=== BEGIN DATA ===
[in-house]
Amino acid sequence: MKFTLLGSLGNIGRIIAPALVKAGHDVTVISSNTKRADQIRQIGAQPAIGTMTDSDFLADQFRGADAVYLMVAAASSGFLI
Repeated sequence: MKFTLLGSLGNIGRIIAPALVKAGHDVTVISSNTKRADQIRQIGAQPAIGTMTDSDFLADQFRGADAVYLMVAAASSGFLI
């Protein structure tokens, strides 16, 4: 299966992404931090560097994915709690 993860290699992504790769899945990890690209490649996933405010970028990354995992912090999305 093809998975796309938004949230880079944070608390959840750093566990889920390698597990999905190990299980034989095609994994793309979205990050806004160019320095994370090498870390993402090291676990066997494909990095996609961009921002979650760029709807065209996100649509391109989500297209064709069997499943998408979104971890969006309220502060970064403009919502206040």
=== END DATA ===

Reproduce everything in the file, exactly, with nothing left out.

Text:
[in-house]
Amino acid sequence: MKFTLLGSLGNIGRIIAPALVKAGHDVTVISSNTKRADQIRQIGAQPAIGTMTDSDFLADQFRGADAVYLMVAAASSGFLI
Repeated sequence: MKFTLLGSLGNIGRIIAPALVKAGHDVTVISSNTKRADQIRQIGAQPAIGTMTDSDFLADQFRGADAVYLMVAAASSGFLI
């Protein structure tokens, strides 16, 4: 299966992404931090560097994915709690 993860290699992504790769899945990890690209490649996933405010970028990354995992912090999305 093809998975796309938004949230880079944070608390959840750093566990889920390698597990999905190990299980034989095609994994793309979205990050806004160019320095994370090498870390993402090291676990066997494909990095996609961009921002979650760029709807065209996100649509391109989500297209064709069997499943998408979104971890969006309220502060970064403009919502206040």